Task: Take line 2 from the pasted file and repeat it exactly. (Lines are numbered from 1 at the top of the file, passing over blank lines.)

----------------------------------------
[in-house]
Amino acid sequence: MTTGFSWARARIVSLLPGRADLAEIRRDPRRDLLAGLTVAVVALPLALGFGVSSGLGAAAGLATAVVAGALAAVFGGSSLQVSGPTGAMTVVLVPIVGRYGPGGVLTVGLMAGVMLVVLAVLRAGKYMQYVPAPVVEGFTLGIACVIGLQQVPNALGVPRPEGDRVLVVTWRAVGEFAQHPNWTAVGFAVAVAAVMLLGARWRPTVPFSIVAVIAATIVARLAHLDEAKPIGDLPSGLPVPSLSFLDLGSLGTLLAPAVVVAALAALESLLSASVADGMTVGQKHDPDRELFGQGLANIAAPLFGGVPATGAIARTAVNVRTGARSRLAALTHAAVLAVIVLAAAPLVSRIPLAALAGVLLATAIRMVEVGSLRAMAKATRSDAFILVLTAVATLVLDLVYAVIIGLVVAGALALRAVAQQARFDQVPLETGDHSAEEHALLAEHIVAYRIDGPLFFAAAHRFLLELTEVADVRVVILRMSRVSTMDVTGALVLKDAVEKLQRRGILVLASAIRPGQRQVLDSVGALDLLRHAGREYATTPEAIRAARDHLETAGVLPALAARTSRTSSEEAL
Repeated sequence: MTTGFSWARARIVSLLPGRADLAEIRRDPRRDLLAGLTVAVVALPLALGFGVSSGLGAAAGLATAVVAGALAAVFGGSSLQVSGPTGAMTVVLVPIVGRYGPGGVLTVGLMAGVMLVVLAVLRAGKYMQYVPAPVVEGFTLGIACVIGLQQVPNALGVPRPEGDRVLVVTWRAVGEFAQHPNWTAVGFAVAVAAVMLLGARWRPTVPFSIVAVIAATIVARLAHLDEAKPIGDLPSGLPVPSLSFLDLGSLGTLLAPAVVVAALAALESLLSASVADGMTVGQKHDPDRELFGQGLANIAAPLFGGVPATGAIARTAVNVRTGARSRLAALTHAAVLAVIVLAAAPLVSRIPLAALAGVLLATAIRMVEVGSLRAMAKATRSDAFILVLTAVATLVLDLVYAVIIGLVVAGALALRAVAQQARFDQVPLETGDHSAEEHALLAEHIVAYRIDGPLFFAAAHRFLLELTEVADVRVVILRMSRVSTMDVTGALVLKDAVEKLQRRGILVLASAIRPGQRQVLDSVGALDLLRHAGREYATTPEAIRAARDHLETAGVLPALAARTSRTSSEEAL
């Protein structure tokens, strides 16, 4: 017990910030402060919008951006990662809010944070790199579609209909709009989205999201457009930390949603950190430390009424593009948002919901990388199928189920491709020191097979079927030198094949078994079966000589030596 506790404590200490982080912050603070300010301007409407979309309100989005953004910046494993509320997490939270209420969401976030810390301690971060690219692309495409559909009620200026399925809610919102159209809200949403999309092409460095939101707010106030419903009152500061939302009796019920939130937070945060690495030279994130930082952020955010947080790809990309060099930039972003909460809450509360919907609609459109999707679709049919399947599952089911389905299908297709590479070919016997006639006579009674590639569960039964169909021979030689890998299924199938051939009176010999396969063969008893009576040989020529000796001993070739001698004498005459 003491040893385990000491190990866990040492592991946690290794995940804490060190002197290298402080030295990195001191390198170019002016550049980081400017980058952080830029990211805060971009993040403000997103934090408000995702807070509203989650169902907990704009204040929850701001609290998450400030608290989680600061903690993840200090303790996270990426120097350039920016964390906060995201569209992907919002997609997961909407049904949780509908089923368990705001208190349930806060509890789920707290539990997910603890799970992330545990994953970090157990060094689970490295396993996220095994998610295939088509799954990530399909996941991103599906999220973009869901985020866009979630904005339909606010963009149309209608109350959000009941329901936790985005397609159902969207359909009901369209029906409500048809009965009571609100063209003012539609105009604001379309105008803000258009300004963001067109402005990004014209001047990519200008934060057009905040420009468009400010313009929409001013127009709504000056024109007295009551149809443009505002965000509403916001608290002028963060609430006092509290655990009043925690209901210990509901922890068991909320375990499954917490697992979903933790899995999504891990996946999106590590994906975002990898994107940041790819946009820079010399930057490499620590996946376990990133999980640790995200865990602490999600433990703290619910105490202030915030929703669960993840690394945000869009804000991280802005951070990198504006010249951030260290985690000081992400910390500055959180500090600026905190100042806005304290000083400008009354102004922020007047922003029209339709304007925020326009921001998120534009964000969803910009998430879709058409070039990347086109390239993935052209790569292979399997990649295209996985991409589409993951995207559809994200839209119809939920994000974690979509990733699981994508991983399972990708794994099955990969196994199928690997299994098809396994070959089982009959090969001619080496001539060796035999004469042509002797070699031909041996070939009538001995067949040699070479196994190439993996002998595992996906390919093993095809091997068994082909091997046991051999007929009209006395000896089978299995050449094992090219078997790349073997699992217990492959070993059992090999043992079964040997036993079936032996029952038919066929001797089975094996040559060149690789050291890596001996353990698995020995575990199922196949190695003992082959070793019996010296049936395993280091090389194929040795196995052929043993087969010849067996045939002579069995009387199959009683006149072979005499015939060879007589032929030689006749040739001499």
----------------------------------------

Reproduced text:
Amino acid sequence: MTTGFSWARARIVSLLPGRADLAEIRRDPRRDLLAGLTVAVVALPLALGFGVSSGLGAAAGLATAVVAGALAAVFGGSSLQVSGPTGAMTVVLVPIVGRYGPGGVLTVGLMAGVMLVVLAVLRAGKYMQYVPAPVVEGFTLGIACVIGLQQVPNALGVPRPEGDRVLVVTWRAVGEFAQHPNWTAVGFAVAVAAVMLLGARWRPTVPFSIVAVIAATIVARLAHLDEAKPIGDLPSGLPVPSLSFLDLGSLGTLLAPAVVVAALAALESLLSASVADGMTVGQKHDPDRELFGQGLANIAAPLFGGVPATGAIARTAVNVRTGARSRLAALTHAAVLAVIVLAAAPLVSRIPLAALAGVLLATAIRMVEVGSLRAMAKATRSDAFILVLTAVATLVLDLVYAVIIGLVVAGALALRAVAQQARFDQVPLETGDHSAEEHALLAEHIVAYRIDGPLFFAAAHRFLLELTEVADVRVVILRMSRVSTMDVTGALVLKDAVEKLQRRGILVLASAIRPGQRQVLDSVGALDLLRHAGREYATTPEAIRAARDHLETAGVLPALAARTSRTSSEEAL